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This morning President Donald Trump said that talks with China planned for next month could be called off.   “We’ll see whether or not we keep our meeting in September,” Trump said as he left the White House for a fundraiser in the Hamptons. “If we do, that’s fine. If we don’t, that’s fine.”

What’s interesting to me is the stock market reaction: investors and traders basically shrugged.

The Standard & Poor’s 500 closed down 0.66% today, Friday, August 9, and the Dow Jones Industrial Average dipped 0.34%. The NASDAQ Composite fell more heavily by 1.00% and the Russell 2000 Small Cap Index was lower by 0.93%. The Financial Select SPDR ETF (XLF) was down 0.33% and the Technology Select Sector SPDR EFT (XLK) was down 1.15%. These moves pretty much continued the pattern of this week when, after a big plunge on Monday, stocks have alternated between bouncing and then selling lower as traders tried to profit from very short-term volatility.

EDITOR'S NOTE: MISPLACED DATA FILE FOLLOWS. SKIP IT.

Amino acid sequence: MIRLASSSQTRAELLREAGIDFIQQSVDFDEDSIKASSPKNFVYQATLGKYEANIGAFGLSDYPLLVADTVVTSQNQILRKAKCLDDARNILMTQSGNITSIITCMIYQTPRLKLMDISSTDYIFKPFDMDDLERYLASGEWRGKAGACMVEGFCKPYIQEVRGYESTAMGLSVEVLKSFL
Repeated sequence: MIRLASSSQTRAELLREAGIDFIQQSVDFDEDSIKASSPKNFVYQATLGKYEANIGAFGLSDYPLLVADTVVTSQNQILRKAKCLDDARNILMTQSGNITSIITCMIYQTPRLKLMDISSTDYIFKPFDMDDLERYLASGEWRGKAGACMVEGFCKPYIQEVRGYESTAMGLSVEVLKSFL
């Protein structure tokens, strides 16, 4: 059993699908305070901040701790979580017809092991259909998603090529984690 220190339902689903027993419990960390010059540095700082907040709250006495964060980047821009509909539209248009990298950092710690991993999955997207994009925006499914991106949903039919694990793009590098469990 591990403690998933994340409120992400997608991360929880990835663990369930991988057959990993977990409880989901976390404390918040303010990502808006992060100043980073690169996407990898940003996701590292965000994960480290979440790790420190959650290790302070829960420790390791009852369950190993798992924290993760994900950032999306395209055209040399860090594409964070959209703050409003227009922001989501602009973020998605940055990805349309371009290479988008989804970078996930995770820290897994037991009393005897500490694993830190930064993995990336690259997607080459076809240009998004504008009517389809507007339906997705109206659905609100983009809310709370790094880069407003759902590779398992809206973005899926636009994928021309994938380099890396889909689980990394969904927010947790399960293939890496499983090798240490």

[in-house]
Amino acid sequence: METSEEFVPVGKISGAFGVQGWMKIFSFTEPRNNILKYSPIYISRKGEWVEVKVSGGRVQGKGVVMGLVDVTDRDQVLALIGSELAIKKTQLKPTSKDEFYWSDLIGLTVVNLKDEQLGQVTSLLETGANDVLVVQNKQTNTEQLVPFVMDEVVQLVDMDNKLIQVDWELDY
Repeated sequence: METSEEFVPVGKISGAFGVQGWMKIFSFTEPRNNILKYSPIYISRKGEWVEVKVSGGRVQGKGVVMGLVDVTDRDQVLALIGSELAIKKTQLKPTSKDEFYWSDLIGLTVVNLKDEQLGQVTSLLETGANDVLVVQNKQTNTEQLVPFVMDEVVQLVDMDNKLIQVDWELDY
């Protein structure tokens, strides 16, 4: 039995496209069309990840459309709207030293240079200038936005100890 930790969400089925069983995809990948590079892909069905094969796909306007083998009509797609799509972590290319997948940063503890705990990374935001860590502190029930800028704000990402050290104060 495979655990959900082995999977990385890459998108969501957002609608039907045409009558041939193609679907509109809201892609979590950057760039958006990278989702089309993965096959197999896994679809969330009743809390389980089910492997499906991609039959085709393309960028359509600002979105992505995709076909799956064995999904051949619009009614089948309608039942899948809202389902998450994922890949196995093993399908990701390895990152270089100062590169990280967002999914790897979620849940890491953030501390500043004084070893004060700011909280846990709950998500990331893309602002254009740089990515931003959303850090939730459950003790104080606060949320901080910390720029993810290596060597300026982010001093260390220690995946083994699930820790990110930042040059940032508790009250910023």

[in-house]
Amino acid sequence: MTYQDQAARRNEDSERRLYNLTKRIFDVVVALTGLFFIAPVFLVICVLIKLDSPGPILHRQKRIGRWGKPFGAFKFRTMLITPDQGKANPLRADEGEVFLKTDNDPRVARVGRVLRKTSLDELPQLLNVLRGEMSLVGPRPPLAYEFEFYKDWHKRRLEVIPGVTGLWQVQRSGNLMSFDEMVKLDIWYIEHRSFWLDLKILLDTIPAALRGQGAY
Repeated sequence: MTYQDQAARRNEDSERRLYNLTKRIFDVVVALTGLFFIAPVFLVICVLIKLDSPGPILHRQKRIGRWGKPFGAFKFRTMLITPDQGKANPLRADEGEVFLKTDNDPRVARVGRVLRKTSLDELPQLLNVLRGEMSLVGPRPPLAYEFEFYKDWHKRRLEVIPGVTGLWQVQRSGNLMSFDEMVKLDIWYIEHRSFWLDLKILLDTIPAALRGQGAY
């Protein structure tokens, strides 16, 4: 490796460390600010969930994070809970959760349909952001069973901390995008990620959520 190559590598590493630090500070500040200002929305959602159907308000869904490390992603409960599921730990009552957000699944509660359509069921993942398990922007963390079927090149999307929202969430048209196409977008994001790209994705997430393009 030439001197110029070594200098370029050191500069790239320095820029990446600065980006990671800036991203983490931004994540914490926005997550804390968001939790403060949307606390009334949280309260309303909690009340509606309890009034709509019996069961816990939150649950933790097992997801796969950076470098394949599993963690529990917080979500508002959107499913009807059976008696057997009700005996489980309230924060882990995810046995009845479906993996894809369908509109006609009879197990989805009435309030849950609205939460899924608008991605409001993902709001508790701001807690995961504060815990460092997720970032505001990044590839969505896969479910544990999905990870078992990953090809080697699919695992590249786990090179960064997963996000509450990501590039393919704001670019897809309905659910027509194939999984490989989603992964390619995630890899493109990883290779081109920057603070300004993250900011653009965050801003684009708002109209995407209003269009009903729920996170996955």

In addition gold climbed a scant 0.01% and silver gained 0.14%.

With the President’s new 10% tariffs on an additional $300 billion in Chinese exports to the United States due to take effect on September 1, you might think that a delay in the next round of talks, currently scheduled for September, would be a big deal. But the market reaction today says you would be wrong. I think that’s because the financial markets have written off any chance that these talks will speedily resolve the trade war. So today’s comments from Trump count as old news.

Which doesn’t mean, of course, that there isn’t new news out there that would move the market. A move by the White House to raise tariffs to 25% from their current 10% would probably count as new negative news. So would news that China has slapped duties on U.S. oil exports. Or evidence of an intervention by Washington to weaken the U.S. dollar and the almost certainty that the People’s Bank would let the yuan slide further in response.

You’ll note that those are all examples of negative news. I’m hard put to come up with something on the positive side of the news ledger that is even reasonably likely.